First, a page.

Some years ago, our Commonwealth Government, with a blaze of publicity , took the decision to install underground fibre optic cable across the nation to speed up our capacity to access the internet.

Presently, the connection to the net is via the copper cabling used for the telephone service, that is, unless you live in remote parts of Australia where satellite connection is the norm.

As the fibre optic cabling installation costs continued to rise the decision was taken to undertake what is known as,’Cable to the Node.’

It seems that ‘the node’s a location amongst a collection of dwellings where the fibre optic cable will terminate. The dwellings will then be connected to the node via the existing copper cable network.

Many people are have a whinge about their  perceived slowness of the installation of the cables.

However, my current experience with the NBN operatives is the complete opposite.

I’m totally amazed at the speed with which they work, their friendliness and the information they have provided to me.

As an example, yesterday morning( Friday 8th April in the Land of Aus) I saw a group of NBN workers taking measurements along our boundary, making small identifying marks on the grass and leaving the odd witches orange hat. In response to my inquiry I was informed that they were checking for the location of pipes, electricity cables and the like prior to installation of cable.

I immediately imagined a whopping great trench across our front grass, disturbance to our underground irrigation system and great piles of dirt left after backfilling had been completed.

Not so the boss man told me.They intended to bore from their main access points to a spot on our property, a distance of over 200 yards.

I thought it would take forever. How wrong was I. The boring began some time after 3pm or so and within the hour the work was finished. No mess, no fuss.

Shortly after, the cabling was passed through, the heavy machinery was driven away and I assumed the day’s work was done.

Wrong again, just after dark I noticed a workman busy at the trench.

Just after 7pm I answered a knock at the door and there was thew workman to inform me that he had backfilled the trench so our yard didn’t look unsightly and with a smile said the crew would return on Monday to finish the installation.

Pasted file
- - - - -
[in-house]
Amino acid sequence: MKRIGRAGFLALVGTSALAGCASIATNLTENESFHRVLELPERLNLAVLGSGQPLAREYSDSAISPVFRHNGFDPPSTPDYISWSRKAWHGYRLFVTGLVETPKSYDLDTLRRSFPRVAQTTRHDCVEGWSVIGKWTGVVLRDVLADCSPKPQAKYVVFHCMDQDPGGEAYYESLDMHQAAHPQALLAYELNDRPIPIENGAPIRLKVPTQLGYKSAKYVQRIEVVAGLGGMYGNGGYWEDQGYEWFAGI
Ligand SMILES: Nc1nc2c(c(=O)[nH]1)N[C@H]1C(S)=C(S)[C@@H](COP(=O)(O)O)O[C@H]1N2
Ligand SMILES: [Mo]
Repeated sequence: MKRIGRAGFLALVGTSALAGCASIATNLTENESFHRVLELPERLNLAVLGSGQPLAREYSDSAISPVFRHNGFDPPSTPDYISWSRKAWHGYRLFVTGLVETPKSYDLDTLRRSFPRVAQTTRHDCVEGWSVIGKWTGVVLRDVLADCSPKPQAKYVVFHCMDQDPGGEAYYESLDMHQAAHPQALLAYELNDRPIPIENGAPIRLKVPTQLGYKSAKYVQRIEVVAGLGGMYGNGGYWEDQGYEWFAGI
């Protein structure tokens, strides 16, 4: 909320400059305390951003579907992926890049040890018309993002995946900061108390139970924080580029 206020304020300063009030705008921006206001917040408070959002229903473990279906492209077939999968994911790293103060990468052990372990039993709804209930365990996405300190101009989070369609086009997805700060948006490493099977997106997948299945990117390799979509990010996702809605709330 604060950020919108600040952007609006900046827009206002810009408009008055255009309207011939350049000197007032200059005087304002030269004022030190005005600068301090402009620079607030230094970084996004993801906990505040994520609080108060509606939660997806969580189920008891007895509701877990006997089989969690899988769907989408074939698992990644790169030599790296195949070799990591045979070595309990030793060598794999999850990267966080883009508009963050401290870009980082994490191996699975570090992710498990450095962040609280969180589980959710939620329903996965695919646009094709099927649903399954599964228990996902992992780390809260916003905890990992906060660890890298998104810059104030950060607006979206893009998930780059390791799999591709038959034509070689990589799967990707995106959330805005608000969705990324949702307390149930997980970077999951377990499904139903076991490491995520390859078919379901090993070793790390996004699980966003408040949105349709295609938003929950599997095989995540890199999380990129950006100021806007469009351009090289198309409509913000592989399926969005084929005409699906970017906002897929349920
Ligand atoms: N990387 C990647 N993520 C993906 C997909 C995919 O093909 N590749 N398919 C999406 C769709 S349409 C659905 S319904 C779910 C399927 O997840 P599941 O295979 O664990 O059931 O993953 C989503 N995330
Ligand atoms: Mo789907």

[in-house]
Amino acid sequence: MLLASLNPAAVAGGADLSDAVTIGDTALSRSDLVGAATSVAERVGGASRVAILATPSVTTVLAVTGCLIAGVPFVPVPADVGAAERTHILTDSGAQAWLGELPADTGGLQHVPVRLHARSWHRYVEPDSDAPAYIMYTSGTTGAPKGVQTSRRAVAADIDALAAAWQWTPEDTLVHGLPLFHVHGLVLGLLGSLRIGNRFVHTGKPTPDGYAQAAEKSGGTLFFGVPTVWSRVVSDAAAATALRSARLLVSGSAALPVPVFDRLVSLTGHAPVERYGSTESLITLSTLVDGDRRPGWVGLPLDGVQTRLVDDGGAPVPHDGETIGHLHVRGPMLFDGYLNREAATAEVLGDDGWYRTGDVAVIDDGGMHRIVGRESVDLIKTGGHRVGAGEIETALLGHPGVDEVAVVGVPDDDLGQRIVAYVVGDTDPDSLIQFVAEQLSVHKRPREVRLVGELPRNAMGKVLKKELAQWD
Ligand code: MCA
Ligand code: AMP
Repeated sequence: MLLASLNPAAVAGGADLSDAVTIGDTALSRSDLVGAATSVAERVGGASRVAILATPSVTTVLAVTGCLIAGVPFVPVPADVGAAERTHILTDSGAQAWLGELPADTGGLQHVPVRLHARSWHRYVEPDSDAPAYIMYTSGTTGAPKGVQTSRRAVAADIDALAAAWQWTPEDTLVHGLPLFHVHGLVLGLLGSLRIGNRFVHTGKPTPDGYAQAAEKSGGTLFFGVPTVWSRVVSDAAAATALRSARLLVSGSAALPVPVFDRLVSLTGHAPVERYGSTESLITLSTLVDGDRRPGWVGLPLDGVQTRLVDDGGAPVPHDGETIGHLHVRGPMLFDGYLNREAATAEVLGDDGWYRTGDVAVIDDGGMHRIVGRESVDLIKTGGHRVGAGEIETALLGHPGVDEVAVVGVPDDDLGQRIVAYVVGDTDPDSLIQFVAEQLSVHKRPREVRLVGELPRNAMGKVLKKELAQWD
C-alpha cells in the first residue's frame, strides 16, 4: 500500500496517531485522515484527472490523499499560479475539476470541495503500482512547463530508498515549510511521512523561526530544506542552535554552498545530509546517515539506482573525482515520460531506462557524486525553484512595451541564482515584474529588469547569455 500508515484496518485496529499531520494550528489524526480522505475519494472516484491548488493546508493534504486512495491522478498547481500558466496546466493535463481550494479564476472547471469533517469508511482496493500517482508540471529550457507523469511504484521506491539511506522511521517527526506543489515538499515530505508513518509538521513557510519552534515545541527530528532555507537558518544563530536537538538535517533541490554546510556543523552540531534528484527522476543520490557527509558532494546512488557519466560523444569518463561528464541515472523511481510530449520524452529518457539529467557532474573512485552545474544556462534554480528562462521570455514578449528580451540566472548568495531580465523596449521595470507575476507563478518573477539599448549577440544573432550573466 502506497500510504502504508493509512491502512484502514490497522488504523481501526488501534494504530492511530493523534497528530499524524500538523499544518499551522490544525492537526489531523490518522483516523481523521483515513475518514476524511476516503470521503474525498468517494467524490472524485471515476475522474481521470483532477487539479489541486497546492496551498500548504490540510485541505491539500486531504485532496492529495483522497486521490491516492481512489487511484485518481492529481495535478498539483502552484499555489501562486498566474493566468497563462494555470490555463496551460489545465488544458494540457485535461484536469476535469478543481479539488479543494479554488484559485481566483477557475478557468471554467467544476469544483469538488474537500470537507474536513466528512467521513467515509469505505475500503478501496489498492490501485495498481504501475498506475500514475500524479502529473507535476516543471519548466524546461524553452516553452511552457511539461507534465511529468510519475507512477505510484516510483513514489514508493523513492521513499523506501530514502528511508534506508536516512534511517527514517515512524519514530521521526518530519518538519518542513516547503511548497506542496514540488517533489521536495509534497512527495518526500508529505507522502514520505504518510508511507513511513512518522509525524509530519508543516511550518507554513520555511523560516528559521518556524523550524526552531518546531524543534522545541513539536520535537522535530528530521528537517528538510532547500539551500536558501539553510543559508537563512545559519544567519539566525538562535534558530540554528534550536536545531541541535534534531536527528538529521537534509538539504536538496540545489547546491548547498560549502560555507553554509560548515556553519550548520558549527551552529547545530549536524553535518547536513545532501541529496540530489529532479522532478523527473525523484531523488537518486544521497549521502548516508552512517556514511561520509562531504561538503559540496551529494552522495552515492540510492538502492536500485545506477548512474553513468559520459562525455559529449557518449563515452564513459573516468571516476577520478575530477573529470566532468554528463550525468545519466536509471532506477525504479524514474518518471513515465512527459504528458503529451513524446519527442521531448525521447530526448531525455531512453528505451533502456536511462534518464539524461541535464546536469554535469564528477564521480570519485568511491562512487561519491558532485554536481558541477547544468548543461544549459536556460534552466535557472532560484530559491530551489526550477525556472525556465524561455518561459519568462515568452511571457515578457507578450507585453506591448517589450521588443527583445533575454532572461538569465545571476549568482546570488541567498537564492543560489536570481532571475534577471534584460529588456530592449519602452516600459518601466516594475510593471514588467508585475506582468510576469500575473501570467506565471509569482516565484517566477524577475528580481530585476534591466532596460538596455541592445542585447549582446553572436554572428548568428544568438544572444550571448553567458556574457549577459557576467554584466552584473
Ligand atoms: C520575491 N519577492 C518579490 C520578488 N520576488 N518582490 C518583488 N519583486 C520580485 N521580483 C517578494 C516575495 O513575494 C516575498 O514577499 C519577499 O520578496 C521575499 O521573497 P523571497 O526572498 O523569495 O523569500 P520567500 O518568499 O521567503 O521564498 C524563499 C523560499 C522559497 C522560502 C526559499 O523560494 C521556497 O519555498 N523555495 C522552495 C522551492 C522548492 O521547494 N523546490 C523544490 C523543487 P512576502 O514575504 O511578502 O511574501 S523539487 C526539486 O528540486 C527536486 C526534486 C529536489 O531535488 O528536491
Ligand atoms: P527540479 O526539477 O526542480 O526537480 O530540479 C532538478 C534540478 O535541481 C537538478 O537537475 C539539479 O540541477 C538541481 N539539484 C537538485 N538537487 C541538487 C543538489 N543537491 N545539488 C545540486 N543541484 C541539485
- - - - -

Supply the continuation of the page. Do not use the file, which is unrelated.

If every household has my experience with an NBN crew, they certainly will have nothing to whinge about.

Here are a few images made with the iPhone:IMG_0596 copyThe trench with the steel feeder pipe in place.

IMG_0599 (1) copyPart of the heavy equipment.

IMG_0601 copyThe mighty boring machine.

IMG_0597 copyCreating the trench.

IMG_0602 copyInserting the cable.

IMG_0604 copyThrough she goes.

IMG_0603 copyWaiting for next Monday.

IMG_0598 copy.jpgThe NBN boring rig is amongst the machinery you can glimpse in the far background. Nothing was disturbed across our frontage as the machine did its work.

Hoo roo for now






Every morning just after daylight, a horde of magpies descend into our backyard and their delightful calls prompt us to boil the billy and have a cuppa.

About 6.15am yesterday(Sunday), the magpies went into a frenzy, zooming down across the front yard at high speed, a yard or so above the grass.

Their quarry, a large fox.

The maggies had the fox totally rattled as it tried to dodge their bombing.

My iPad was handy and I took the following images through the window pane and the fly screen. The fox was in full flight and hows I managed to get the shot was more good luck than good management.

No sooner had the fox sped out of view the magpies returned to the back yard to await their breakfast of stale bread.

It’s incredible how well the iPad made the first two images, considering the fox was in full flight, I was panning the shots, the window was a closed and the fly screen mesh further obscured the view.

Mr Fox copy

foxy copy 2

One of the Casa Creakingbones guardians. Taken with my Nikon D810.

Sunny afternoon at home_0304_0003 copy

Hoo roo for now.